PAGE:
The challenge is that in order to root out the infestation we must wage a cyberinsurgency in cyberspace. Our existing perimeter-based security controls are failing in the wake of these attacks."

Chris Morales, head of security analytics at Vectra, a San Jose, Calif.-based provider of technology which applies AI to detect and hunt for cyber attackers:

"First, kudos to the research team at Cybereason for a well-documented and well written blog on the attack.


All the tools, tactics and techniques are the same or similar to what we have seen in many other attacks. Take the China Chopper Webshell used for remote access for example. This is the same tool that was used in the Equifax breach. Mimikatz, used for extracting credentials once on host, is so common practically every attacker uses it. I have a copy on my own pen test distro (Kali Linux).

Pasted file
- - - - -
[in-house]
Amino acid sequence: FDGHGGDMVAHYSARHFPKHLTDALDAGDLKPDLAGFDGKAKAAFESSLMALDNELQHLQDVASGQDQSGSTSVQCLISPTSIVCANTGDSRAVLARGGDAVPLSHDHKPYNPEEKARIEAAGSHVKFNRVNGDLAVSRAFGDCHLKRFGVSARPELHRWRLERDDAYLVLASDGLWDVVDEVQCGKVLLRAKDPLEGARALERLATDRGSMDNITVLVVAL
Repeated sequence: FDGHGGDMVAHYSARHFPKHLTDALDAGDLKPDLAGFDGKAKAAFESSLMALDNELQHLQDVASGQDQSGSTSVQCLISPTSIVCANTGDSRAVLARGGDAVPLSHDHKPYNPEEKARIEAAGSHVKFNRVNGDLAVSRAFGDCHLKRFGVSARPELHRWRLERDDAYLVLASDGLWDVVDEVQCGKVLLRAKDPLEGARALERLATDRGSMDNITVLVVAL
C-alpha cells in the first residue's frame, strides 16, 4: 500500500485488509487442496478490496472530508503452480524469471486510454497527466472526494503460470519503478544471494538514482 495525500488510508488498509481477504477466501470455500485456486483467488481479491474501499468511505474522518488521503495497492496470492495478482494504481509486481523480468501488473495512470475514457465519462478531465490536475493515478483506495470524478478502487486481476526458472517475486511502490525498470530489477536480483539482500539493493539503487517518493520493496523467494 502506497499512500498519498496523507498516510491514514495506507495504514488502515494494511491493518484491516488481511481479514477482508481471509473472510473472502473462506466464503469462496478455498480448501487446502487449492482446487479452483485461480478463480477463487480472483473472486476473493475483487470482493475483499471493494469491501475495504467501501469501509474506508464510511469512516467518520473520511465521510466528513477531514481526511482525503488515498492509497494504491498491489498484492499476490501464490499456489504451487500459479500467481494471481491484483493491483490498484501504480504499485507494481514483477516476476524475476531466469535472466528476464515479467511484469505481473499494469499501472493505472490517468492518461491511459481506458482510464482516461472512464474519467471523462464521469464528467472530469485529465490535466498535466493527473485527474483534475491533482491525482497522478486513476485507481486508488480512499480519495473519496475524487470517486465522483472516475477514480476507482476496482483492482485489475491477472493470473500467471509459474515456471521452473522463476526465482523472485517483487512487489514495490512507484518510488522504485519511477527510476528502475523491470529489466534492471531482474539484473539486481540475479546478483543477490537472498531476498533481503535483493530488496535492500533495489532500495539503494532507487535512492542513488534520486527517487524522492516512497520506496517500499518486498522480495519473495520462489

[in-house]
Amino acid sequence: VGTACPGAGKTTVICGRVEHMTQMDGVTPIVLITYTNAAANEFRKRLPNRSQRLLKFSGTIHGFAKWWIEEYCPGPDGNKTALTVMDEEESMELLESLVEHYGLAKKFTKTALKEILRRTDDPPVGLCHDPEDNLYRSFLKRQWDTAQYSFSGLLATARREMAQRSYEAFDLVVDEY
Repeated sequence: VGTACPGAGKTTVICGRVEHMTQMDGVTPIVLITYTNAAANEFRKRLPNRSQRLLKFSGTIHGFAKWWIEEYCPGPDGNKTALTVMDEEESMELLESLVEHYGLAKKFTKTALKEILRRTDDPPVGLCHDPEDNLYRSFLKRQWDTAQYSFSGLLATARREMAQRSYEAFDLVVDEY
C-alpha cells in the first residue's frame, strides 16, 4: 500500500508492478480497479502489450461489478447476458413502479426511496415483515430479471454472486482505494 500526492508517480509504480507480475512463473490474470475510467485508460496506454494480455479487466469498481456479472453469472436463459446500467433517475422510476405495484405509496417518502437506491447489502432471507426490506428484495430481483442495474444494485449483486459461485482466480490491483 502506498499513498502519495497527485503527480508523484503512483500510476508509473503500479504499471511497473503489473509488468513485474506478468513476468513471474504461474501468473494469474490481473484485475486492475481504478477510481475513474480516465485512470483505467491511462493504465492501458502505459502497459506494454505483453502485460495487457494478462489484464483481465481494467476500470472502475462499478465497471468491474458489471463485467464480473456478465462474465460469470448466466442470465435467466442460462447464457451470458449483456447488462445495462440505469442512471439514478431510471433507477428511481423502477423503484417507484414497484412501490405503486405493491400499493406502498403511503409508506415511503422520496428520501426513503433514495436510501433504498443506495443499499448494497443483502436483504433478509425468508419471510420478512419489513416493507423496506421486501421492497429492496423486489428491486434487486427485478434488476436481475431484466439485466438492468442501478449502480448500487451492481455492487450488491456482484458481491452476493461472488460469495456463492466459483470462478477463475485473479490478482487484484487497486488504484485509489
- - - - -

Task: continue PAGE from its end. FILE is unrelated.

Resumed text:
The reason these tools are used are because they work.


The point being these attacks involved the use of already known tools common to anyone on the internet, yet the attacks still work. It tells me companies either have a lack of internal visibility or a lack of an ability to provide context to what they do see, which is important to prioritize what is approved or unapproved behavior."

Dimitri Sirota, CEO at BigID, a New York/Tel Aviv-based data protection and privacy company:

"What's interesting about this reporting is not that a bad actor would infiltrate a service provider to access individual data but really how methodical and prescriptive these break-ins appear. Like in the movie Inception, the perpetrators had a precise set of tools and tricks to go deeper and deeper into a network. First exploit a vulnerability in a server to access a server. Steal credentials. Use new credentials to access systems deeper in network. Conceal footsteps and then repeat.